Angkar movie poster

Angkar: UK Premiere

Born from a forced marriage during the Khmer Rouge regime, director Neary Adeline Hay travels back to Cambodia with her father, Khonsaly, to face his former Khmer Rouge persecutors. In Ta Saeng, the detention village that they lived together in as prisoners over forty years before, Khonsaly and the remaining inhabitants recount the workings of the sites that became theatres for the deaths of millions. In a contemplative, artful piece of testimony, Hay and her father produce a personal and poetic treatise on the need to record and reactivate memory and not forget the past, however painful it may be.

The Open City Documentary Festival is screening the UK premiere of Angkar with a Q&A with director Neary Adeline Hay at Picturehouse Central, Corner of Great Windmill Street and Shaftesbury Avenue, Piccadilly, London, W1D 7DH, at 8:30 on Thursday 6 September.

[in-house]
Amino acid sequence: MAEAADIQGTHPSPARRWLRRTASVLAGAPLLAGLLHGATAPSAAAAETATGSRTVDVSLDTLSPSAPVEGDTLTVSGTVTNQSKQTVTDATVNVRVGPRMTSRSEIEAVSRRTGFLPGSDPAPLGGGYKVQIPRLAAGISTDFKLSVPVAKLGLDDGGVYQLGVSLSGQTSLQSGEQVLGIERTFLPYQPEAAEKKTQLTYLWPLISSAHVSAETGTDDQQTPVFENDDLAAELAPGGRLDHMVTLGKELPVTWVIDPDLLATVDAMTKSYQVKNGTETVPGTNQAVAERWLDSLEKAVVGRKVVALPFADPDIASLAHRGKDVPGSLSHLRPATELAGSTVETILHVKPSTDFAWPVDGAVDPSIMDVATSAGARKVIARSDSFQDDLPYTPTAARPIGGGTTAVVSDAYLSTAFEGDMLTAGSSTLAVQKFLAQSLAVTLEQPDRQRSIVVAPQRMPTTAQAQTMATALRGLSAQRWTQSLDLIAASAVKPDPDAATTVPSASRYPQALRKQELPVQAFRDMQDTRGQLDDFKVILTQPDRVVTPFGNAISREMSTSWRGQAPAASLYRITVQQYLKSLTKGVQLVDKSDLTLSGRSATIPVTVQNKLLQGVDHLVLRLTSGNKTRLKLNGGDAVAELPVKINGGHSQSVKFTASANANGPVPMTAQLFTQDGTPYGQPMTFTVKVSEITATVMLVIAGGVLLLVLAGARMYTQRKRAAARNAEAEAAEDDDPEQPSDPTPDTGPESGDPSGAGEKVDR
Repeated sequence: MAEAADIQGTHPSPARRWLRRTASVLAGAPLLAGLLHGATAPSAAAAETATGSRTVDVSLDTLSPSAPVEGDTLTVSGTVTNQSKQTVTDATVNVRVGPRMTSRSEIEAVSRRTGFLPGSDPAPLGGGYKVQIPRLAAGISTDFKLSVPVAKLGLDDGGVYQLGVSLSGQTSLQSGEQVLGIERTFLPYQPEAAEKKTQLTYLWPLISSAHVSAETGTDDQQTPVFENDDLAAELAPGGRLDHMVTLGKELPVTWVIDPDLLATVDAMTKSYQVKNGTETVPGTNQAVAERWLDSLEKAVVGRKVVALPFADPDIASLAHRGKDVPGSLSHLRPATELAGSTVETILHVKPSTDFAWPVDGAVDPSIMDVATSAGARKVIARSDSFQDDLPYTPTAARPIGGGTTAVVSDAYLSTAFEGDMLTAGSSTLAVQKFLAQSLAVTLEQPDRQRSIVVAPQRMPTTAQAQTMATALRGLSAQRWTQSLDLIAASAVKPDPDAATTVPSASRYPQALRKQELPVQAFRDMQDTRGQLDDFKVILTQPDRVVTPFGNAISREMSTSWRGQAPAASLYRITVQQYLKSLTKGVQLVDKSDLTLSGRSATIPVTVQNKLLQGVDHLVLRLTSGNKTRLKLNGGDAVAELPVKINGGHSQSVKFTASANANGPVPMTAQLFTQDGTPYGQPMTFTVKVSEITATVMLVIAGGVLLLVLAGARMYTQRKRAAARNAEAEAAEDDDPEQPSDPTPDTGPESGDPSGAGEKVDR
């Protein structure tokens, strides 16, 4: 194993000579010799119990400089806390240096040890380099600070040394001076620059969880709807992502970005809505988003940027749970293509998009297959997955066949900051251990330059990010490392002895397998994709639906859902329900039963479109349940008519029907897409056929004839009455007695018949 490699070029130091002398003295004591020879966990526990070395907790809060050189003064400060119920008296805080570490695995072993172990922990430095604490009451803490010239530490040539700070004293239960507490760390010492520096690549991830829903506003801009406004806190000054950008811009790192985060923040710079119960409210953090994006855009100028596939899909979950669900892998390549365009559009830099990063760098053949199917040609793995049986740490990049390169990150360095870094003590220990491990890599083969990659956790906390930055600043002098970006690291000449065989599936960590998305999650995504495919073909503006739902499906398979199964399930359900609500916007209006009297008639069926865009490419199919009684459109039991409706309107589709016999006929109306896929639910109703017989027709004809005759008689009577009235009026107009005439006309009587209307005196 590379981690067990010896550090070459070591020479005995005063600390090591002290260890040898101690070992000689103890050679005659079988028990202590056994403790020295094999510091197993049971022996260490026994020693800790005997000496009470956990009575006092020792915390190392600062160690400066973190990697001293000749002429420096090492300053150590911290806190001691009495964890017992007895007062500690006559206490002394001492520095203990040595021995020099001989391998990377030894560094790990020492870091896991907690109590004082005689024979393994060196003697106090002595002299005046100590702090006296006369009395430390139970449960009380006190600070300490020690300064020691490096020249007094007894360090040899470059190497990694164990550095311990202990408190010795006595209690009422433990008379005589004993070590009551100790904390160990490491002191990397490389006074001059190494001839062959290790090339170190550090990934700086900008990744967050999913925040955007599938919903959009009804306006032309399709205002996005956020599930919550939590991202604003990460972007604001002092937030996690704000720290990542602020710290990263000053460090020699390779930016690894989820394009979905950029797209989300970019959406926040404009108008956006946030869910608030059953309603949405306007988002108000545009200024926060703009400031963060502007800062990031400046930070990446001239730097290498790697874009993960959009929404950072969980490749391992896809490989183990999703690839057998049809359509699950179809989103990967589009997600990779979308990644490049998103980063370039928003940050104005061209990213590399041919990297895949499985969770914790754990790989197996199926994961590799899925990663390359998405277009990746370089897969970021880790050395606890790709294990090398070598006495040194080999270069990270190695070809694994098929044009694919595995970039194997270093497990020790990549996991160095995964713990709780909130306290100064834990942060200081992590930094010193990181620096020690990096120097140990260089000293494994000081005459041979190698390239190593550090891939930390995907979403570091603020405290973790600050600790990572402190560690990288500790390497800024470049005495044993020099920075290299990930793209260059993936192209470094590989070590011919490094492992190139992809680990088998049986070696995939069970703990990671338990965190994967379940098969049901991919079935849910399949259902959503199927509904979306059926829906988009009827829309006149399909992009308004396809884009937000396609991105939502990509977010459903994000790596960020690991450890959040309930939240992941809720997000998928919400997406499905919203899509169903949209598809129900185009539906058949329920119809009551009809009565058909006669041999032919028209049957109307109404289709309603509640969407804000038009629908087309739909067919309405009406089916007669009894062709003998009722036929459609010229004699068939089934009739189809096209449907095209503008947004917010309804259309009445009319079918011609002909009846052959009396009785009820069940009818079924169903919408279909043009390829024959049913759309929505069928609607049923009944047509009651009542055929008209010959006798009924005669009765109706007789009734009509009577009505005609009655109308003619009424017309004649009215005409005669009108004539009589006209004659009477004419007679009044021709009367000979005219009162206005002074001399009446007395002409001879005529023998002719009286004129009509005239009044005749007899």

The Man Who Led Pol Pot’s Executioner to Christ

Christopher LaPel was raised in a Buddhist family, but as a boy he was fascinated by the symbol of the cross. It was not until he had endured the suffering of the killing fields, in which his father, mother and sister died from exhaustion and malnutrition and his brother was executed, that he discovered the true meaning of the cross of Jesus Christ.

Years later, Christopher encountered Kaing Khek Ieu, also known as Duch, who had supervised the Khmer Rouge’s notorious interrogation, torture and execution centre at Tuol Sleng. Christopher led Duch to Christ and baptised him.

Duch was subsequently arrested, tried, convicted and sentenced to life imprisonment for his crimes. Christopher testified at his trial and now visits Duch in prison, where they read the Bible and break bread together.

Read more of Christopher LaPel’s story in the article ‘He survived the killing fields, led Pol Pot’s murderous general to Christ‘.